How prepared is GBC for medical emergencies?

Illustration by Samantha Bullis

Illustration by Samantha Bullis

Earlier this year in August, Huskies basketball player Dwayne Harrison suffered a cardiac arrest while playing at the Lawrence Heights Community Centre. It was the quick action of a custodian, who used a defibrillator until medical help arrived on the scene, which saved his life.

A defibrillator is an apparatus which is used to control heart muscle movement which occurs due to uncoordinated contraction of the individual fibrils, by application of an electric current to the chest wall or heart.

But how equipped is George Brown College (GBC) when it comes to handling medical emergencies?

First-aid centres are located at the St. James, Casa Loma and Waterfront campuses of GBC. Although there are no doctors or nurses at the centres, qualified attendants are certified to assess and treat minor injuries and illnesses. Transportation is provided to the nearest walk-in clinic or hospital in situations when proper medical treatment is required.

“The treatment we provide is situation dependent. I have some students who are worried about going to the hospital because they are worried about the cost. It all depends on the individual, how bad it is. We can certainly inform them about best choices and consequences, but the decision is up to the individual, every adult is allowed to take their own decisions,” said Daniel Whitworth, a health and safety technologist at St. James.

Emergency medical services are called for life-threatening matters.

The first-aid centres are equipped with first aid supplies, scales, blood pressure monitoring, oxygen and automatic external defibrillators (AEDs).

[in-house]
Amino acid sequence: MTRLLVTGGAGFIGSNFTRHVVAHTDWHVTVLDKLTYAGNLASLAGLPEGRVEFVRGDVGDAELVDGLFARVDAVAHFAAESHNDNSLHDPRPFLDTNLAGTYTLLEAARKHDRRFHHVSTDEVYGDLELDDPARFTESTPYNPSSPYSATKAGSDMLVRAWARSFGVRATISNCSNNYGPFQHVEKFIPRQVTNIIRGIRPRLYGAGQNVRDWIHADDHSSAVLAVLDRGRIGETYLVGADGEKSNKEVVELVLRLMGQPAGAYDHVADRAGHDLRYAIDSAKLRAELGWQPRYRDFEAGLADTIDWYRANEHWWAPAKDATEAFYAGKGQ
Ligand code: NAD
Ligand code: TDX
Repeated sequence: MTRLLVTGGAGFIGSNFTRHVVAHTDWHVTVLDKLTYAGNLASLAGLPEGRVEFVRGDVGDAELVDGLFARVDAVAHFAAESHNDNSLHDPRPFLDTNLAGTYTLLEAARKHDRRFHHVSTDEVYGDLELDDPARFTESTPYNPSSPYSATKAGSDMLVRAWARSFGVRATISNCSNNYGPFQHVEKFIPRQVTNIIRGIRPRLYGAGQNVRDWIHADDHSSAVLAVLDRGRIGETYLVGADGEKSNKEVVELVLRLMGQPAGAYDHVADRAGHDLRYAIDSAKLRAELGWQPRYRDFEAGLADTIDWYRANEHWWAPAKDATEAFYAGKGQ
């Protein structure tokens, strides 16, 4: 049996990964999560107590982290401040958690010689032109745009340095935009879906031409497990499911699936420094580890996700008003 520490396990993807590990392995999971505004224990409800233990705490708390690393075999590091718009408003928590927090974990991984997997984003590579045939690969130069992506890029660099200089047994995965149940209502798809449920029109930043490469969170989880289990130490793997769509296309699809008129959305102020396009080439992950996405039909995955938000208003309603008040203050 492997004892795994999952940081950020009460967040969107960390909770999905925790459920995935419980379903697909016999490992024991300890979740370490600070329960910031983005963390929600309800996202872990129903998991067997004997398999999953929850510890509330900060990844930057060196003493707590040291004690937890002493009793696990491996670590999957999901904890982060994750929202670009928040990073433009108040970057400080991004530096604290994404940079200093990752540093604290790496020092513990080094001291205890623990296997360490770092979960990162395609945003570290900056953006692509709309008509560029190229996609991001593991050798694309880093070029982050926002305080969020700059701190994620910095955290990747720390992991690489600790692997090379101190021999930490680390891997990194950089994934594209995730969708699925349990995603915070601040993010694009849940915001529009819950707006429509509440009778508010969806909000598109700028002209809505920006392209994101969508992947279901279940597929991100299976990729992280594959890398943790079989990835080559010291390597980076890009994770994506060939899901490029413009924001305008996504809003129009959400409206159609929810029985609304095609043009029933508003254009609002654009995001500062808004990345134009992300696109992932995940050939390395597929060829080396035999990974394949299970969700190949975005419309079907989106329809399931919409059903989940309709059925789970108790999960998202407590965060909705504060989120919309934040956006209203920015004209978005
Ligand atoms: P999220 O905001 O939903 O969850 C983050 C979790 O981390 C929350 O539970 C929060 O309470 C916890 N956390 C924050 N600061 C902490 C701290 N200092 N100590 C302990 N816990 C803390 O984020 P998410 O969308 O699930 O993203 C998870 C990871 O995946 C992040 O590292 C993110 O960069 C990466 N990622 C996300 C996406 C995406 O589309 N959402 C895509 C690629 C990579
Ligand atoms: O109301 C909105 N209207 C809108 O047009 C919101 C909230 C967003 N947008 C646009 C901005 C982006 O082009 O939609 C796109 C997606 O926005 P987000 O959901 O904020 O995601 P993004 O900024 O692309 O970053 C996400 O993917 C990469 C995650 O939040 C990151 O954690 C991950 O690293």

AEDs are located at various spots within the campus for easy and quick access. Currently, St. James, Casa Loma and Waterfront campus have four AEDs each and the GBC Theatre School has one.

“There are studies about certain cardiac arrests and response time for AEDs and the convention that most people have is for every minute you are waiting for the defibrillator to arrive, survival rates drop to 10 per cent,” said Whitworth. “(The) college is committed to buying more AEDs.”

All program level first-aid courses and safe walk staff are mandated to have AED training. The athletics association is also required to carry one when they are travelling.

Other facilities include first-aid kits located throughout the college at various spots. “At 300 Adelaide, where they cut and burn themselves on a regular basis as a part of the program, they have a kit in every single lab and it’s re-stocked every day,” said Whitworth.

“I have students come in just to weigh themselves on scale; I have some students come in to have their blood pressure checked. We have a smoking cessation group as well which is run through our department,” said Whitworth.

The smoking cessation peer group educates students on campus about the ill effects of cigarettes.


How prepared is GBC for medical emergencies?